18. As expected, getting the mudguards on was a bit of a fiddle but anyway the basic airframe is complete now. Bit of filling to do and then I will get some paint on and see what the joints look like. I have already put some Gunze RLM 76 on to see what it looks like - bit on the blue side perhaps but I think I can live with it. Pete
  19. My 1994 Aeroclub catalogue only goes up to P082 so they must be from a later date. Pete
  20. Thanks Mike, As I have mentioned before, being retired and pretty much housebound helps! Mind you, my wife is now in "decorating mode" which does slow me down a bit, particularly when I want to get in the kitchen to do a bit of airbrushing under the extractor hood - my spray booth is not big enough for the O/400, Stirling and the like. Bit better now we have done the kitchen but she is about to start on our bedroom, which will be fun. Pete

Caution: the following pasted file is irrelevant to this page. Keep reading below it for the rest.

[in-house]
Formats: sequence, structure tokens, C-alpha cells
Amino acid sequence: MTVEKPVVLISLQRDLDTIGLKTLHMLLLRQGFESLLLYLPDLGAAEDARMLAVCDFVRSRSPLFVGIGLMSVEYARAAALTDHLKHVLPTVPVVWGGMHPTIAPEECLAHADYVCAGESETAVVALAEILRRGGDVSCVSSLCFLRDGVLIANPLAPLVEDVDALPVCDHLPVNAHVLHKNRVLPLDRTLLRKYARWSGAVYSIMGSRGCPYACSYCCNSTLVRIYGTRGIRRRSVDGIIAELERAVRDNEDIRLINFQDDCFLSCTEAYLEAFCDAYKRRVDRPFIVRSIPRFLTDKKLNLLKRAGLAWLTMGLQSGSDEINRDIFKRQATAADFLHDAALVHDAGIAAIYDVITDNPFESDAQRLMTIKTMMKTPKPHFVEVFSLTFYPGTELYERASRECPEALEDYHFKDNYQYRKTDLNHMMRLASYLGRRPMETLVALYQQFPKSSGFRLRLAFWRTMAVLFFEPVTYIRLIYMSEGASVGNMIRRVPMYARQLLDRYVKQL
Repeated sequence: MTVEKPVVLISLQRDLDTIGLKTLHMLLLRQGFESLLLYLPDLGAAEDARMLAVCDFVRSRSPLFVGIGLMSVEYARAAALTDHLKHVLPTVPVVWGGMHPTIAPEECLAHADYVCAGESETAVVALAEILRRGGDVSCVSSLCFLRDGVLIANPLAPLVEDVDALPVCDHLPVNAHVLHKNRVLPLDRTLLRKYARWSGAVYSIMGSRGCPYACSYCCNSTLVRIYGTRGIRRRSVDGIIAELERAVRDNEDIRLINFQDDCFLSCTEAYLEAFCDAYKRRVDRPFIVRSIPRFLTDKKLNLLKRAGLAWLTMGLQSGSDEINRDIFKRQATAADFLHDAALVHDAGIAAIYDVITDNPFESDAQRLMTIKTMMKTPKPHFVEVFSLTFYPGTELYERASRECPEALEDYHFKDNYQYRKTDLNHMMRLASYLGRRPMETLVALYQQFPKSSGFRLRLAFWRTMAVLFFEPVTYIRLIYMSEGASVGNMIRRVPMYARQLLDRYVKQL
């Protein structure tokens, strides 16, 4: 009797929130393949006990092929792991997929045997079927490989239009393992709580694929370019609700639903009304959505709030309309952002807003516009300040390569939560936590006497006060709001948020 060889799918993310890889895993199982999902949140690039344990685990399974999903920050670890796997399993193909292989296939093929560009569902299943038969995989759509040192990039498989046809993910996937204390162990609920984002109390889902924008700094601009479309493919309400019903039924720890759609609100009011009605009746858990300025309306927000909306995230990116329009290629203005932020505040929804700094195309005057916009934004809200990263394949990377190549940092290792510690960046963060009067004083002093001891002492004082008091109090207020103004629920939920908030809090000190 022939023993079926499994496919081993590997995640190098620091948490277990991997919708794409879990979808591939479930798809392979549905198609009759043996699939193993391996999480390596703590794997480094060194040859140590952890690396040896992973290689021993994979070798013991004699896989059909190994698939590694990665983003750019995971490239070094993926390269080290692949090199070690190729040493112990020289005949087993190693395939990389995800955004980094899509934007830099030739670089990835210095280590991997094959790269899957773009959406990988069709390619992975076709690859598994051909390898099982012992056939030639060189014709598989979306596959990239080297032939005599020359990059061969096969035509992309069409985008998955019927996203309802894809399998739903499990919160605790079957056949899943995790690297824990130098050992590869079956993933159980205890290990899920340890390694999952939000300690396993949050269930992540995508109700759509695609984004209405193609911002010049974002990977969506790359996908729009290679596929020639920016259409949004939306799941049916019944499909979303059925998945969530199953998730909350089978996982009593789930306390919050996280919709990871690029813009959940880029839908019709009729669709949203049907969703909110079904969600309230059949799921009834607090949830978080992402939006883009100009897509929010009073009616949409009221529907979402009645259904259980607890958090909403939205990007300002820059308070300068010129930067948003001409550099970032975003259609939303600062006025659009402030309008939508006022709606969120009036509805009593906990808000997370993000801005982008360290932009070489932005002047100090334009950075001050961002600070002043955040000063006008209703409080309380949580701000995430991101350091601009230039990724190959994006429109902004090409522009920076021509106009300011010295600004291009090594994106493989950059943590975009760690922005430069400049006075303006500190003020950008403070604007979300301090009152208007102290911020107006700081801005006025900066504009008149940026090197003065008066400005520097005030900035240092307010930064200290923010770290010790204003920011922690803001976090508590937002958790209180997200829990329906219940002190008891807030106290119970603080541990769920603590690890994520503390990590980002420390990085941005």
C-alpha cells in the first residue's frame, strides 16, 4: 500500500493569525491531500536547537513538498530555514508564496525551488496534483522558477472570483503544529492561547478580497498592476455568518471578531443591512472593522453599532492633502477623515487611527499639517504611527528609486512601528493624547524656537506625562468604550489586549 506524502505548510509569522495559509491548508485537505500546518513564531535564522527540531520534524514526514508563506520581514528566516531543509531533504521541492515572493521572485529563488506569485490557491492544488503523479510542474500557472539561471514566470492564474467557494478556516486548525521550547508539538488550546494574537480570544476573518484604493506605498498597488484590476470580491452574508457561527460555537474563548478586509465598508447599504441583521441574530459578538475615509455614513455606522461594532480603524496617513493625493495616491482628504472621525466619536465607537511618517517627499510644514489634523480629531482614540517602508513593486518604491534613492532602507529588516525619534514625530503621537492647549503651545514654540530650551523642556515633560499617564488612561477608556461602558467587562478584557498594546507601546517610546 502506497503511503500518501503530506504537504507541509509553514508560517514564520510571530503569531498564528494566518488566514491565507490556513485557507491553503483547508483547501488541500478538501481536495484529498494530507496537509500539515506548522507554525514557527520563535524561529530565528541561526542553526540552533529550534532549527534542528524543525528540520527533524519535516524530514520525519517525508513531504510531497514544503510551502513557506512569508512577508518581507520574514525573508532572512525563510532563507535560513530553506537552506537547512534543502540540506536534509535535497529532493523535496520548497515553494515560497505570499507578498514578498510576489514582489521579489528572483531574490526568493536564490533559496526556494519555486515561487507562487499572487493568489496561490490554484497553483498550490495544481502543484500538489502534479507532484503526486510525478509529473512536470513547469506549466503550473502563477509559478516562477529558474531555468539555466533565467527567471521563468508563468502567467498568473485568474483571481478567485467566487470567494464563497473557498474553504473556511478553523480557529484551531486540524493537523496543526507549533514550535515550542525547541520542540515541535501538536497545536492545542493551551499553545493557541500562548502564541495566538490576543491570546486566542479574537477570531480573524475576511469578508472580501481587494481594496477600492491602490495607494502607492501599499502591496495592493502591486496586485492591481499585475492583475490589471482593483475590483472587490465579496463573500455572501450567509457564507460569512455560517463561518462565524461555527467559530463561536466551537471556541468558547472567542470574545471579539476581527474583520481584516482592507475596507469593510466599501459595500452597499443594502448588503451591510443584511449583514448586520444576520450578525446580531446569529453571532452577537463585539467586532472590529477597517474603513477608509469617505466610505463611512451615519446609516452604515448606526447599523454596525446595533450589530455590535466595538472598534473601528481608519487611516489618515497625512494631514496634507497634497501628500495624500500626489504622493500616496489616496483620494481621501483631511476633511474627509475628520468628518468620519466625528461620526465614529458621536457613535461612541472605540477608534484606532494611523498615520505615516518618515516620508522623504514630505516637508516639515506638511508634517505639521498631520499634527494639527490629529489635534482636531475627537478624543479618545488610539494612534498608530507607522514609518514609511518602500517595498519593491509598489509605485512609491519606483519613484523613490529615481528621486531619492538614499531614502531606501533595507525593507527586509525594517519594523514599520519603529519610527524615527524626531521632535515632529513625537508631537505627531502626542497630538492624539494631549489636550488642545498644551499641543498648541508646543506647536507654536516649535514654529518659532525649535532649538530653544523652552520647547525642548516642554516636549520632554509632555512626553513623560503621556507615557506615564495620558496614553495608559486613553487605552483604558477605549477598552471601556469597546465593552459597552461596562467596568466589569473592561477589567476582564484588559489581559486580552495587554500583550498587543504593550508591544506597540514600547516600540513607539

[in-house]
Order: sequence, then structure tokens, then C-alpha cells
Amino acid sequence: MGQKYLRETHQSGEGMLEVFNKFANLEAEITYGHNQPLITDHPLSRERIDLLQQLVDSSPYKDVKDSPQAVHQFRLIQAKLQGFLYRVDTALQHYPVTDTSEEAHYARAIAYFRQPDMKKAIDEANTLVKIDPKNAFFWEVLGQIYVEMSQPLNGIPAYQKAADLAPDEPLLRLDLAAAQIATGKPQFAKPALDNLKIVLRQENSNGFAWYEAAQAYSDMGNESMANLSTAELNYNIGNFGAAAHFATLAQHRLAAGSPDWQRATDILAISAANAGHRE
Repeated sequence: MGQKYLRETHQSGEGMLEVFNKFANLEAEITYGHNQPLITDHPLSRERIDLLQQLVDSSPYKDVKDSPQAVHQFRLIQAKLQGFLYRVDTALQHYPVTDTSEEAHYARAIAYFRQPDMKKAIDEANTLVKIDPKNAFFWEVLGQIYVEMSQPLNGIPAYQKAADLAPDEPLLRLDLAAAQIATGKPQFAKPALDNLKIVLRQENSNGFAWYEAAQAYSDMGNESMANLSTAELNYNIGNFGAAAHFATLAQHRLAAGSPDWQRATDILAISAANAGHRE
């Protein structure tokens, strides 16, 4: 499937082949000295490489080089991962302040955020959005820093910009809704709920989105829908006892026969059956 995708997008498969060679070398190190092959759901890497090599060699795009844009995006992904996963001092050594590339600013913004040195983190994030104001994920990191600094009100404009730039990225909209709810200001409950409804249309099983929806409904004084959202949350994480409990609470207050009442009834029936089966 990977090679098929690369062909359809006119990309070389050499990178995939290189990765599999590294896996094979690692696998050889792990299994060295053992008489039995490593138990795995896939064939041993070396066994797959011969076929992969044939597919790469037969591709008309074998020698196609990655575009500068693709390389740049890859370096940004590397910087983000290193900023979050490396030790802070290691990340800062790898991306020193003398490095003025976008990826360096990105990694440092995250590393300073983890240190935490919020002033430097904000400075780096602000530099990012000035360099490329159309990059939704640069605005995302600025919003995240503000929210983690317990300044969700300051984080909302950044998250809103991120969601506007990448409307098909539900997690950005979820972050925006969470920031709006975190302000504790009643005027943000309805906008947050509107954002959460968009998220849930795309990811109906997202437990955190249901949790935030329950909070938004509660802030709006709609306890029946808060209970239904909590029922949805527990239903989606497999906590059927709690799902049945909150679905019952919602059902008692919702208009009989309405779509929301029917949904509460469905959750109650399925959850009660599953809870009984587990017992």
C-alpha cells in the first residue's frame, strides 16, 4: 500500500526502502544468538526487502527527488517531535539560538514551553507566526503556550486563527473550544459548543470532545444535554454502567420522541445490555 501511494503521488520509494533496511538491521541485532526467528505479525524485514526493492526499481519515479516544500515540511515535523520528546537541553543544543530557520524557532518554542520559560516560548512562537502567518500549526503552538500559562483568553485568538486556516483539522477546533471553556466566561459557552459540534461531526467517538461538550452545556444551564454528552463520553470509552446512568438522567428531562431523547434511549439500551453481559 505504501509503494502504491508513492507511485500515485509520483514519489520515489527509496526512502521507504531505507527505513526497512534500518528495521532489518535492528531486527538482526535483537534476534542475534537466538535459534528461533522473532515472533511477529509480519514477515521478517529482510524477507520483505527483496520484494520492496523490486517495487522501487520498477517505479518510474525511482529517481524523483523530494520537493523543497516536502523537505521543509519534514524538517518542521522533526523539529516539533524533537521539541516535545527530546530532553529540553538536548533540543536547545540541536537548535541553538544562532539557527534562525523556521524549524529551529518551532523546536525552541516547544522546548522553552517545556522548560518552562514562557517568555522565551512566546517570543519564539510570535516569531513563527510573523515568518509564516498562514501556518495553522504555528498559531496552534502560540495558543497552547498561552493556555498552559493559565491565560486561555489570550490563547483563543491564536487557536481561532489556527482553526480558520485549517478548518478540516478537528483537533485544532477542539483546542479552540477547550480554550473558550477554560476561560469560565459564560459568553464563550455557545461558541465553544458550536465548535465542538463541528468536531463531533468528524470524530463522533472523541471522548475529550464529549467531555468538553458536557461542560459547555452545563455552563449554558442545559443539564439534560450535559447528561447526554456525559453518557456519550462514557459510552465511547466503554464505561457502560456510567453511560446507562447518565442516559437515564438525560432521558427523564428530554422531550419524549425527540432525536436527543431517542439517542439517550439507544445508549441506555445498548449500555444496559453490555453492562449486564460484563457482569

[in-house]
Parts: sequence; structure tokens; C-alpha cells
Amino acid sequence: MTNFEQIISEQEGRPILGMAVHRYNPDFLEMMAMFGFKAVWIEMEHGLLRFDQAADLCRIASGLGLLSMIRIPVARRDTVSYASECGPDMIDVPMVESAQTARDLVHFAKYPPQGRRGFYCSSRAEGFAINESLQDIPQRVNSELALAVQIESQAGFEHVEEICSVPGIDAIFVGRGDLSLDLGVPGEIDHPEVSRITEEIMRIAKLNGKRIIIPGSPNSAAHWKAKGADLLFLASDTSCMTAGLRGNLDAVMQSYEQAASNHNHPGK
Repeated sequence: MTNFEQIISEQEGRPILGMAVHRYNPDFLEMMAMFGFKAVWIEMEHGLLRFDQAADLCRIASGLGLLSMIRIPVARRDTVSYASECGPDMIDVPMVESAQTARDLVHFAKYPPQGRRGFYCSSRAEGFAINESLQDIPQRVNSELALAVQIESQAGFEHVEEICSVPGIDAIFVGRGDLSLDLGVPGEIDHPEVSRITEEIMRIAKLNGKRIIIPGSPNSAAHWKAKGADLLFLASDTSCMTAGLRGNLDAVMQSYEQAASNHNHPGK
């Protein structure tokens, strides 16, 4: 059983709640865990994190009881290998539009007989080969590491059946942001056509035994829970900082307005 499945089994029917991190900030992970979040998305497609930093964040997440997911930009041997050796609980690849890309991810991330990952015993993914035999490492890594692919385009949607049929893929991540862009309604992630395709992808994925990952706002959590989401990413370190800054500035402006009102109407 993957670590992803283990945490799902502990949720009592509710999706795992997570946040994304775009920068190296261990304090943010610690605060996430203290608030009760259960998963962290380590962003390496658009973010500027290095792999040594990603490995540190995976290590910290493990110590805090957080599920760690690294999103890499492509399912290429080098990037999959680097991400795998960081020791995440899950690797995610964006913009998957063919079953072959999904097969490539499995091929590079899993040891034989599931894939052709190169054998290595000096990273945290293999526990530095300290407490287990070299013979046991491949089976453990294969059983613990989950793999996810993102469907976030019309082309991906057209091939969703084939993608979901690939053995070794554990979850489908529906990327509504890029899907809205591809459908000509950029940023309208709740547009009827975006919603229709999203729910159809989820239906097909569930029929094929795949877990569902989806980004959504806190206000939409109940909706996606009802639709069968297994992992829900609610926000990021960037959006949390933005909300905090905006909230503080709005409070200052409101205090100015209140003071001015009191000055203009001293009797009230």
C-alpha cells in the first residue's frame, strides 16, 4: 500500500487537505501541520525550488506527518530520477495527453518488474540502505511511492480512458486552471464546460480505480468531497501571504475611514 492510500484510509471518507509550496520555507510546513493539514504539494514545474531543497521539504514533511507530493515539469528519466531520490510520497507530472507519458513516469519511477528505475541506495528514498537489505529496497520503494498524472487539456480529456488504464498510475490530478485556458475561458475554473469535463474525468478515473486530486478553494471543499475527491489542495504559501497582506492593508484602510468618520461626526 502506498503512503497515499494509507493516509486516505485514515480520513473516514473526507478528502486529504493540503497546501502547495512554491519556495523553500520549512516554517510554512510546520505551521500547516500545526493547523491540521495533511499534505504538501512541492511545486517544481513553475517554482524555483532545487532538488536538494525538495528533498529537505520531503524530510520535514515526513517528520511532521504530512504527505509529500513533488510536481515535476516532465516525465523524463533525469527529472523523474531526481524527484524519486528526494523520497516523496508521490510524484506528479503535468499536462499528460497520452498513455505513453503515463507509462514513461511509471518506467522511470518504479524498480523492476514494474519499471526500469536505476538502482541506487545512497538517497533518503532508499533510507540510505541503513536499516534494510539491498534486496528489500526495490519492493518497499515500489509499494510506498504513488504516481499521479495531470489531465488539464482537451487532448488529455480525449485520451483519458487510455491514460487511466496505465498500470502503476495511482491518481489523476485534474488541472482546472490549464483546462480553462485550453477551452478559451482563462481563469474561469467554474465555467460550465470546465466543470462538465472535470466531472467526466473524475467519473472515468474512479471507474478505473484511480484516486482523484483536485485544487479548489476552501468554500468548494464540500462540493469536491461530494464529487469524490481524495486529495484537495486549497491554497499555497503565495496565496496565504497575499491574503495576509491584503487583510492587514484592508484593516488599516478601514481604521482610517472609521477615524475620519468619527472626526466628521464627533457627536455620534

21. There seems to be a bit of confusion between sources as to how many Scouts were used in Operation Corporate. Certainly they were flown by 2 units. The first 6 shipped out with the first part of the Task Force belonged to 3CBAS - Commando Brigade Air Support unit. Later they were joined by 3 Scouts of 656 Squadron Army Air Corps and these is a suggestion that a further 3 from 656 arrived with the landing force. However both units probably had Gazelles as well, and both types were listed as AH.1, which coupled perhaps with some chopping between units may have caused the problem. Certainly the Helis.com website only lists 9 Scouts in total along with a similar number of Gazelles, and 6 of the Scouts were belonging to 3CBAS! However they do list 3 which were loaded onto the impressed MV Europic Ferry and departed for the war zone on April 25th as part of 656 Squadron. Wiki says XT629 from 3CBAS was shot down by a Pucara with the pilot being killed and the crewman losing a leg,, and XR628 of 656 Squadron, having gone into a low hover to avoid A-4 Skyhawks, suffered a gearbox failure when climbing away after they left. The crew survived and the airframe was recovered but subsequently written off. They also say 3 Gazelles were shot down, one by friendly fire when lack of IFF resulted in it being mistaken for an Argentinian C-130 by HMS Cardiff! Anyway, most of the decs are on. I am doing it as XT637, one of the 3 656 Squadron Scouts embarked on MV Europic Ferry - I still have to add the aircraft letter "F" on the tail once I put the rotor drive section on. As I mentioned previously, the kit has the early this tapered tail rotor but I am fitting the later broad parallel sided one you can see behind the kit which comes in 2 parts. Following an accident the red/white stripes were changed to black/white, and rather than try and paint them I printed off some decs which look like they might just work - once dry I will trim them back! Getting there slowly. Pete